We are extremely close, my mom and I, so I didn’t think I would learn anything new about her when I read her memoir, Passport to Paris, which has just been published. The book covers the pivotal years of 1950-1952, when my mother lived in Paris with my father and me, and then, after the separation, just with me, a small child.
Some stories I’d heard before, such as the time she was trapped in a classroom at the Sorbonne and told she must take off her clothes.
As I edit manuscripts professionally, it seemed natural for me to edit her memoir, too. I found the general content of the book was familiar: I had, after all, lived a lot of it. And over the years, my mother, Glynne, a gifted raconteur, has regaled the family with key episodes from the book: The time she was trapped in a classroom at the Sorbonne and told she must take off her clothes; the time she bumped into the movie star Jean Gabin and he asked her out; the time she cut out her passport picture (what?) to give to a departing boyfriend. Since even her shopping lists are entertaining, the book’s sparkle and verve were to be expected. But although I knew some of the stories she tells, the memoir, in fact, offered many surprises, revealing new aspects of her character and history.
Passport to Paris: Looking for Love
For instance, I always thought of Glynne as impulsive and emotional, easy to swoon over this one or that. But no: The book reveals that at age 27, married but separated, Glynne had never fallen in love and wondered if she ever would. Knowing this provides a new lens to her past. Maurice, whom she met in Paris and continued to visit over the next 30 years, was not just the great love of her life, but her first love, as well. Her descriptions of Maurice simply glow.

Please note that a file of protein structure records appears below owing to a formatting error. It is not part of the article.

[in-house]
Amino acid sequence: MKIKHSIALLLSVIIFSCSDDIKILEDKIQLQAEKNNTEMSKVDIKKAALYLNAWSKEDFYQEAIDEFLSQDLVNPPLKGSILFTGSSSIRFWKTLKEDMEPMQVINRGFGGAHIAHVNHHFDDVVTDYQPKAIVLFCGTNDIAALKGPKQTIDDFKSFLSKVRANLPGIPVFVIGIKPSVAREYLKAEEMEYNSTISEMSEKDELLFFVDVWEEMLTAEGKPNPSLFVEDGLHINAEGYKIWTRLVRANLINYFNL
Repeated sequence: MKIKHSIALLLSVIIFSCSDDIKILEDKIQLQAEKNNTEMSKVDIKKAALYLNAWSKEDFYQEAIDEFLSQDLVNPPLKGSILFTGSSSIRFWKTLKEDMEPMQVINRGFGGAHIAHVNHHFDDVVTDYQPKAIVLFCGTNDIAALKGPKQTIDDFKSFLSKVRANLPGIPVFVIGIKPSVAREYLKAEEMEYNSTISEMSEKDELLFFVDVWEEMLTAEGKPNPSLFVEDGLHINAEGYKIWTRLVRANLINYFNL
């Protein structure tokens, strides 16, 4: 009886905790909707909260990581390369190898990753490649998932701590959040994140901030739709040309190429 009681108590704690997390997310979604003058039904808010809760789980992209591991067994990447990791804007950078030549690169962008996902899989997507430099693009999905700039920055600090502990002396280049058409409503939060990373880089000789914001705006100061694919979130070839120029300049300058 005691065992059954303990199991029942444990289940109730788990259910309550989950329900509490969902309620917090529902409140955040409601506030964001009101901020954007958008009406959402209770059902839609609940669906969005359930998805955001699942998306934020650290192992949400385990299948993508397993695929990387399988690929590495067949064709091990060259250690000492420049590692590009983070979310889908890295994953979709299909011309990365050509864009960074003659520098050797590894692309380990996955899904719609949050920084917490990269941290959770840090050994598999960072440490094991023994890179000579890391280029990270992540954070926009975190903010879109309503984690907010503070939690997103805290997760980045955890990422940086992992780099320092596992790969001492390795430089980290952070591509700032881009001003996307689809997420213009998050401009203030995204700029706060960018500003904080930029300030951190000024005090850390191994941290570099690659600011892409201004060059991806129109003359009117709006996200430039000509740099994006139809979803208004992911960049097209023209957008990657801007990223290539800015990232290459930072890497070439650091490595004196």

She is both thrilled with him and thrilled with herself that she can (finally!) feel this giddy. I had not expected this book to be about her emotional awakening, and it makes her lifelong bond with Maurice, who died at 57, even more profound.
Another surprise was how highly sexed she was. (Yes, I’ve said it, though she may be cross!) There are several men in this book, and she has a great time with most of them. Although she and my dad separate, they enjoy sex until the day he moves out. She is eager to sleep with her next boyfriend, Ned, but they have nowhere to go.
She describes one of his moves in some detail, including the word ‘penis.’
Finally, she and Maurice get together, and he proves to be a wonderful, indefatigable lover. She describes one of his moves in some detail, including the word “penis.”
“Mom,” I said, looking up from the page when I read her manuscript. “This is a memoir, not a novel. You can’t include that!”
She said, “I can.”
“Think of your friends. Your grandchildren,” I moaned—though my sons are in their 30s and 40s.
She just smiled. The description stayed.
Sexuality permeates the very clothes she wore, as in one description of a skirt:
The salesgirl had smiled, pointing to my hips, and said, “Ah! Superbe!” Her French pronunciation of “superb” was deliciously elongated. After an admiring pause, she’d added, “I tell you why. For the hips, it is cut on the bias, to enhance them while giving flowing to your walk.”